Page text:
And Senator Morton said: "The Constitution . . . contemplates that the bill shall pass from the custody of the President to the custody of the House in which it shall have originated, and we have no power, in my judgment, to say that it shall be sufficient to return Page 690 it to the President of the Senate or the Speaker of the House or to the Secretary or Clerk. . . . What has become of the bill? The Constitution does not contemplate such a condition of things. . . . It would be just as good for the private Secretary of the President to retain a bill as for the Secretary of the Senate; just as much a compliance with the provision of the Constitution; and it would be just as satisfactory to my mind for the President to retain it during the odd days as for the Secretary of the Senate to do so." Cong. Globe, 40th Cong., 2d Sess., Pt. 3, pp. 2077, 2078.
5. The views which we have expressed as to the construction and effect of the constitutional provision here in question are confirmed by the practical construction that has been given to it by the Presidents through a long course of years, in which Congress has acquiesced. Long settled and established practice is a consideration of great weight in a proper interpretation of constitutional provisions of this character. Compare Missouri Pac. Ry. Co. v. Kansas, supra, 284; Myers v. United States, 272 U.S. 52, 119, 136; and State v. South Norwalk, 77 Conn. 257, 264, in which the court said that a practice of at least twenty years duration "on the part of the executive department, acquiesced in by the legislative department, while not absolutely binding on the judicial department, is entitled to great regard in determining the true construction of a constitutional provision the phraseology of which is in any respect of doubtful meaning."
A memorandum prepared in the office of the Attorney General showing the results of an exhaustive research of governmental archives for the purpose of disclosing the practical construction placed upon the constitutional provision here involved in reference to so-called "pocket vetoes," was transmitted by the President to Congress in December 1928. This memorandum — the accuracy of which is not questioned — cites more than 400 bills and resolutions which were passed by Congress and submitted to the President less than ten days before a final or interim adjournment of Congress, which were not signed by the President nor returned with his disapproval. Of these, 119 were instances in which the adjournment was that at the end of a session of Congress, as distinguished from the final adjournment of the Congress. None of these bills or resolutions was placed upon the statute books or treated as having become a law; nor does it appear that there was any attempt to enforce them in the courts until the present suit was brought. Of these instances 11 occurred before the end of President Lincoln's administration, and the remainder from the end of that administration to the present time. They arose under the administration of all the Presidents except ten. These 119 bills and resolutions are thus classified in the brief of the amicus curiae: Private relief bills, 36; pension bills, 19; obsolete purposes, 10; relating to District of Columbia, 9; relating to personal status, 8; right of way over Indian and government land, 8; river and harbor bills, 7; disposition of war stores and government property, 5; reduction of national debts, 3; and general legislation, 14. It does not appear that in any of these instances either House of Congress in any official manner questioned the validity and effect of the President's action in not returning the bill after the adjournment of the session, or proceeded on the theory that it had become a law, although neither signed nor returned, until the action was taken in the House Committee of the Whole in 1927 to which we have referred. And in some instances new bills were introduced in place of those that had not been returned. Without analyzing these 119 instances in detail, we think they show that for a long series of years, commencing with President Madison's administration and continuing until the action of the House Committee of the Whole in 1927, all the Presidents who have had occasion to deal with this question have adopted and carried into effect the construction of the constitutional provision that they were prevented from returning the bill to the House in which it originated by the adjournment of the session of Congress; and that this construction has been acquiesced in by both Houses of Congress until 1927.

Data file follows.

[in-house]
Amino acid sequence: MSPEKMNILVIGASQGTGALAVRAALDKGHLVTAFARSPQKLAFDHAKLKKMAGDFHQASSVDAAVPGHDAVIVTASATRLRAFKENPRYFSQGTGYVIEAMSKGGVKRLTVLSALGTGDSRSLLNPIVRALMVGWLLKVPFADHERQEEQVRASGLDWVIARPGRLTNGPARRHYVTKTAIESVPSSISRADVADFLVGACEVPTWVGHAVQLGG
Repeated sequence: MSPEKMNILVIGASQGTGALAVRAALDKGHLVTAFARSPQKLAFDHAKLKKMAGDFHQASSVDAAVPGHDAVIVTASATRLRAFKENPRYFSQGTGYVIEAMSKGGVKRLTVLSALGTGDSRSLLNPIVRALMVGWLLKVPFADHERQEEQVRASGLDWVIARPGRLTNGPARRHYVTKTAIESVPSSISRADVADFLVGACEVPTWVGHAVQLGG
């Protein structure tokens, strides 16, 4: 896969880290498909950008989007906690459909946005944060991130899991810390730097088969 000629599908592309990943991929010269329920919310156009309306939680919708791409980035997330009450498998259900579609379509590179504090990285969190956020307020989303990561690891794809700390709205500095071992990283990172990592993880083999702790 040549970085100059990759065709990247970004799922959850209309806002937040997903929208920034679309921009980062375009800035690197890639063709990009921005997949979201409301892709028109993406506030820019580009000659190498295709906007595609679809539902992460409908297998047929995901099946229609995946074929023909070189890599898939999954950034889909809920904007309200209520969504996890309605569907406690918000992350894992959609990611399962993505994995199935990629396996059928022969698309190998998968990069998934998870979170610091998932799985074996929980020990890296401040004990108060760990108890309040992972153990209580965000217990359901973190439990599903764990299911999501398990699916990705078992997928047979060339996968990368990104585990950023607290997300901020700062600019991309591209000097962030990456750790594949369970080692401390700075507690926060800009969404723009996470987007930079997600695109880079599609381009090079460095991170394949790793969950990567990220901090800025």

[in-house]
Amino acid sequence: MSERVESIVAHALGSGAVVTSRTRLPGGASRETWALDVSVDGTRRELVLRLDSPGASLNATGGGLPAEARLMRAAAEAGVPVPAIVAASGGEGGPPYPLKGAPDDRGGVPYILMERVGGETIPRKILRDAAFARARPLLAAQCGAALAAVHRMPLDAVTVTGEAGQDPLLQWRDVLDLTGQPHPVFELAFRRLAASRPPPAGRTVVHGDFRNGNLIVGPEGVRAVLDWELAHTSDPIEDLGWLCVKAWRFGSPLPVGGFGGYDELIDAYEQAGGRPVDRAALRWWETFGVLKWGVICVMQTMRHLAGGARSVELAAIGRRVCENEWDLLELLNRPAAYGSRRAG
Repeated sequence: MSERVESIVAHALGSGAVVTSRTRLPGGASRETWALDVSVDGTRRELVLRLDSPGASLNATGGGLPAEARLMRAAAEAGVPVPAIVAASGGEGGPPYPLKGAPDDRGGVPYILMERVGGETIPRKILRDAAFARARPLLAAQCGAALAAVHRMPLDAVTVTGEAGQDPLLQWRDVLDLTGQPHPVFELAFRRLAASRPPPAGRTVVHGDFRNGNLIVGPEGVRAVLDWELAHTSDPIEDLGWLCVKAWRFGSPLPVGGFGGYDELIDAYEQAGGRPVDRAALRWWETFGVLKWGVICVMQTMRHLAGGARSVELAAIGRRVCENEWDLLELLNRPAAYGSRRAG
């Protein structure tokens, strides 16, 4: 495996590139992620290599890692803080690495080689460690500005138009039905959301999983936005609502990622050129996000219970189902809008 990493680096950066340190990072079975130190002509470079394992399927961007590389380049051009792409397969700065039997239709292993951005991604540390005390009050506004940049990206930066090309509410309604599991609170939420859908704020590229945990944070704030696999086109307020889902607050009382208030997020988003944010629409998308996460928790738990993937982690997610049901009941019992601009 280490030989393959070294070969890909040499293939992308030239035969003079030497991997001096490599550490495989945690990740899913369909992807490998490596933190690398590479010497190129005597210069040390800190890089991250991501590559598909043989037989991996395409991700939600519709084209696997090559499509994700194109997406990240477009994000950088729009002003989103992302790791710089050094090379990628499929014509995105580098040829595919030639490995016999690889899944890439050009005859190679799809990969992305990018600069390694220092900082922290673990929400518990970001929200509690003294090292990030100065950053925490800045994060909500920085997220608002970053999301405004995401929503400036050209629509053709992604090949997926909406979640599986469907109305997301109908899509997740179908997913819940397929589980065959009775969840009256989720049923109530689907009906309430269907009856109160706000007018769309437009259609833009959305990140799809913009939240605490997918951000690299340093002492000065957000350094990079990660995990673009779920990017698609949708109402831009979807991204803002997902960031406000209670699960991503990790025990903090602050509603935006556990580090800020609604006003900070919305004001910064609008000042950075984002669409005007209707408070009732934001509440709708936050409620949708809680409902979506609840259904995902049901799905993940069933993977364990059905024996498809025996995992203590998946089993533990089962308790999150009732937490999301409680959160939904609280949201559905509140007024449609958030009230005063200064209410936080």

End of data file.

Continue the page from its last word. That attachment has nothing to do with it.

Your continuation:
Ho. Doc. No. 493, 70 Cong., 2d sess.
Note 7, supra.
6. For these reasons we conclude that the adjournment of the first session of the 69th Congress on July 3, 1926, prevented the President, within the meaning of the constitutional provision, from returning Senate Bill No. 3185 within ten days, Sundays excepted, after it had been presented to him, and that it did not become a law.
The judgment of the Court of Claims is